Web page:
Juncker’s Dangerous Defense Strategy


Post-mortems of this year’s Munich Security Conference amounted to something of an indictment of the increasingly rudderless global order. The one big idea – European Commission President Jean-Claude Juncker’s call to shift authority over foreign and defense policymaking in the EU from the member states to the Commission – is a very bad one.  MADRID – These days, there are just three events that bring together all of the main actors in international politics: the annual General Debate of the United Nations General Assembly, G20 summits, and the Munich Security Conference. That makes it all the more disappointing that the latest MSC, which took place in mid-February, brought only one big idea – and not a good one.

35 Minerals Absolutely Critical To U.S. National Security

What do cobalt, uranium, helium, titanium, and fluorspar have in common? According to the U.S. government, these are all minerals that are deemed critical to both the economic and national security of the country.  The draft list of 35 critical minerals was released on February 16, 2018 as the result of President Trump’s Executive Order 13817, which asked the U.S. Department of the Interior and the Secretary of Defense to publish a list of mineral commodities that are vital to U.S. interests.

Why are young, educated men working less?

Richard V. Reeves and Eleanor Krause

The proportion of U.S. adults in paid work has declined in recent decades. While the fall in male employment gets the most attention, female work rates are declining too. A new NBER paper from Katharine Abraham and Melissa Kearneyprovides a comprehensive review and rigorous analysis of the overall trends, and potential contributory factors including trade, technology, weak demand, and an aging population to name a few  Abraham and Kearney suggest that other factors are likely playing a role, too, which are impossible to quantify. These include changes in the social norms around paid work and “improvements in leisure technology” (read: Rainbow Six Siege and other awesome games). Note that their preferred measure of labor market activity is the employment-to-population ratio (see Eleanor Krause and Isabel Sawhill’s guide for a quick explanation of the different employment metrics).

Russia's Military Lessons Learned From Syria

Since President Vladimir Putin ordered Russia’s Armed Forces to commence operations in Syria, the campaign has provoked controversy and criticism abroad. Criticism ranges from asserting that it would repeat the experience of the Soviet-Afghan conflict (1979–1989) to risking proxy conflicts with other powers, including the United States. While Moscow has carefully managed these operations, aimed at achieving its objectives with minimal risk and costs to the Russian state, it has generally proved successful in shaking off the legacy of Afghanistan; and the General Staff is certainly exploiting the Syria operations to boost military prestige and extrapolate the lessons learned. However, the potential lessons the General Staff may glean from the complex variety of operational experience in Syria reveals something about the Russian approach to military science. Like no previous conflict since the collapse of the Soviet Union, Moscow has been able to use Syria as a testing ground for personnel, equipment, weapons and experimental systems (Nezavisimoye Voyennoye Obozreniye, February 22, 2018; Technowar.ru, August 23, 2017).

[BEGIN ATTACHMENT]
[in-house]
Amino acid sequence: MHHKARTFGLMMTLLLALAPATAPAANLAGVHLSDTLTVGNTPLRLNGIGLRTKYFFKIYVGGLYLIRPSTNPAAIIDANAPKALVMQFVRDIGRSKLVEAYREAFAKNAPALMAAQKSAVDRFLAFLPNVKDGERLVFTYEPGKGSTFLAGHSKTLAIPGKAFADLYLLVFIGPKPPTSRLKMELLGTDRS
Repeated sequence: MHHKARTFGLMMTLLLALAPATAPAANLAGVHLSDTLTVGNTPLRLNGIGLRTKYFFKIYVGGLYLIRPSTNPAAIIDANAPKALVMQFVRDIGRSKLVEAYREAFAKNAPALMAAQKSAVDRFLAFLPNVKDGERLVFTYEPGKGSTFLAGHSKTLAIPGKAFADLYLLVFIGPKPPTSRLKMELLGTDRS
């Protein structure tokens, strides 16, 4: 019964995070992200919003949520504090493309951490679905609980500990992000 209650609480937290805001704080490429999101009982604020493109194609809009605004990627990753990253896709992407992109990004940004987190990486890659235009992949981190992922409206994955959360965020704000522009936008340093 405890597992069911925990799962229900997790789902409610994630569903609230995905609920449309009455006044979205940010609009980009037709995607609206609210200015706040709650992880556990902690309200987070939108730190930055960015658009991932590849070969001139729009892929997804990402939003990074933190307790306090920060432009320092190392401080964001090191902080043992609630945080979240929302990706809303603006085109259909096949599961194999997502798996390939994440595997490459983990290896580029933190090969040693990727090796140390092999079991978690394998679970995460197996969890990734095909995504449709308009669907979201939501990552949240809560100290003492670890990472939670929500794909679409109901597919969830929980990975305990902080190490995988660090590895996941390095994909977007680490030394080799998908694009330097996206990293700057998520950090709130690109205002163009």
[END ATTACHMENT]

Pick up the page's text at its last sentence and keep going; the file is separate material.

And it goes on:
The way we make things is about to fundamentally change

Ric Fulop, Chief Executive Officer and Co-Founder, Desktop Metal Inc. 

“Tooling” — the process of designing and engineering the tools that are necessary to manufacture parts — was the essential technology behind the early industrial revolution. It allowed manufactured goods to go from humans to machines and powered the production of complex mechanical inventions like the steam engine. With new economies of scale driven by machines, raw materials travelled from developing nations to industrial ones, and cost-effective goods flowed back to other nations across the world. Our modern era of global trade and tariffs began.

Unlocking value from IoT connectivity: Six considerations for choosing a provider

By Kim Baroudy, Sunil Kishore, Sumesh Nair, and Mark Patel

Companies must take a more nuanced look at connectivity providers as the Internet of Things evolves. The Internet of Things (IoT) is growing rapidly, with 127 new devices connecting to the Internet every second. Although many new applications target consumers, including smart-home systems and connected cars, others help companies optimize operations ranging from manufacturing to customer segmentation. As IoT expands, companies’ connectivity expenditures will rise by about 15 percent annually through 2022. To capture this growth, connectivity providers will extend their coverage and investigate innovative technologies, including low-power, wide-area networks (LPWANs). 

Three countries are leading the renewable energy revolution

Rob Smith